Pattern Hacking the Iris Top

Iris top

This experiment was inspired by one of my Instagram followers who went ahead and totally disregarded my instructions to sew the Iris top in a woven fabric only.  She sewed up her top in a knit, and it worked!

So, she got me thinking; what else can I do to this top to make it look more versatile? The only way to find out was to play with fabric, of course!

Iris top

The Iris was designed for medium weight woven fabrics.  If you chose a light weight fabric, the whole curved hemline would look a bit messy (think stretched out ruffled hem).  This is the very reason why I didn't want to suggest knits. 

But, as my Instagram follower suggested, rules are made to be broken, so I decided to play with some remnants and see what happens. The front of the Iris was cut in a heavy rayon crepe.  The crepe was a piece of left over fabric I had from making a dress.  The piece was no bigger than  24" wide and 27" long.  Usually remnants of that size are reluctantly throw out because you can't make much of anything out of them. The back and sleeves were cut out of a black pointe, also leftover fabric from a different project.

To stabilize the curve of the hems I cut a very narrow strip, 1/4", of fusing and fussed the entire curve preventing it from loosing its' shape.  

Because my fabric was of a thicker and meatier hand, I decided to skip the bias binding all around the curved hem (fearing a very bulky hem) as the instructions suggested, and instead I did a double rolled hem.  Of course I cheated and used a machine attachment (pic below)  to help with the rolling of the hem.  (If you're wondering why my machine attachment looks unusual, it's because I use an industrial sewing machine)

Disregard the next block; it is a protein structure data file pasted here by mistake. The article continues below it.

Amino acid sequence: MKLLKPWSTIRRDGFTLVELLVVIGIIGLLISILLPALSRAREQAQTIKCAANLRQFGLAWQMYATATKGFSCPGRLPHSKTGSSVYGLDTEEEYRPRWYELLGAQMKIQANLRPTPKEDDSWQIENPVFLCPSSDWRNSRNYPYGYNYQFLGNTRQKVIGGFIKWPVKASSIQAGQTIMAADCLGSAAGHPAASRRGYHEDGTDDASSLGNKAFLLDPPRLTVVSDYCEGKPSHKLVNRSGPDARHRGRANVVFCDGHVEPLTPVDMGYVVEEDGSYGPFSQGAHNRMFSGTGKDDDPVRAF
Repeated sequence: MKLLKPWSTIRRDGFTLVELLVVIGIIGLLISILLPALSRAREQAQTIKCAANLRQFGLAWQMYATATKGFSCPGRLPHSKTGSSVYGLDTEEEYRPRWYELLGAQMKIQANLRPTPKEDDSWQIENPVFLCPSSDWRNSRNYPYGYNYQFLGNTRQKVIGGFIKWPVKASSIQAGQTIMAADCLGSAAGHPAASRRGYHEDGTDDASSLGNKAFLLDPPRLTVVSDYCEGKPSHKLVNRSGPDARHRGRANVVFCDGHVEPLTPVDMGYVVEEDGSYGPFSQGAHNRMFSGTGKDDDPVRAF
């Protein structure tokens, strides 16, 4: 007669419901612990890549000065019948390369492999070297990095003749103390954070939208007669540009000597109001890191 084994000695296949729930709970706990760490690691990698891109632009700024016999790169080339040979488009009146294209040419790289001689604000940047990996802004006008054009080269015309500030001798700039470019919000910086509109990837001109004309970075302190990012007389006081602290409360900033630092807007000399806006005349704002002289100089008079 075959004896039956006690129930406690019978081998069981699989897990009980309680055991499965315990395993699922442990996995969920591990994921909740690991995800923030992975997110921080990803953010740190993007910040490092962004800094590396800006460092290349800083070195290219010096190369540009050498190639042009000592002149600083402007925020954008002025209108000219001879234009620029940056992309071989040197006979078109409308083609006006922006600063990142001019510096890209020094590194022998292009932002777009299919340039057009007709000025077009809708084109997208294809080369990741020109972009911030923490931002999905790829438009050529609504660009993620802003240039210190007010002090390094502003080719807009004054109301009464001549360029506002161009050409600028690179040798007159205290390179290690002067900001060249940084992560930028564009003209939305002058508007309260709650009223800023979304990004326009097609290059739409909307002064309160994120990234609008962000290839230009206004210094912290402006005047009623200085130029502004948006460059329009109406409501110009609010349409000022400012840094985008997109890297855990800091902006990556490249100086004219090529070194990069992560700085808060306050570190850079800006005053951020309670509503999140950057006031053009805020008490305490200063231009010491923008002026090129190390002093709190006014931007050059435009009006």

sewing machine attachment

 

double rolled hem

Because I skipped on the bias to finish the hem, I also though I needed to skip the bias binding at the neckline.  Since the fabrics were heavier I didn't think a slim bias binding at the neck would work.  So, I decided to do a t-shirt style wide band at the neck.  The finished neckline band is 1/2" in width.  

Iris neckband

 Then it was time to lengthen the sleeves and drop the cuff.  The finished sleeve length is 17" and the sleeve width is 10".  If I were to do it all over again I should shorten the sleeve to just above the elbow.  I keep pushing then up anyway.

And there you have it!  Iris 2.0.  If anything, I hope I inspired you to take a look at your patterns to see how you can tweak them to get a very different look.  Whether it be through using up remnants and combining fabrics together to changing the finishes ever so slightly.  I hope this inspires you to play!

 

Happy Sewing!!


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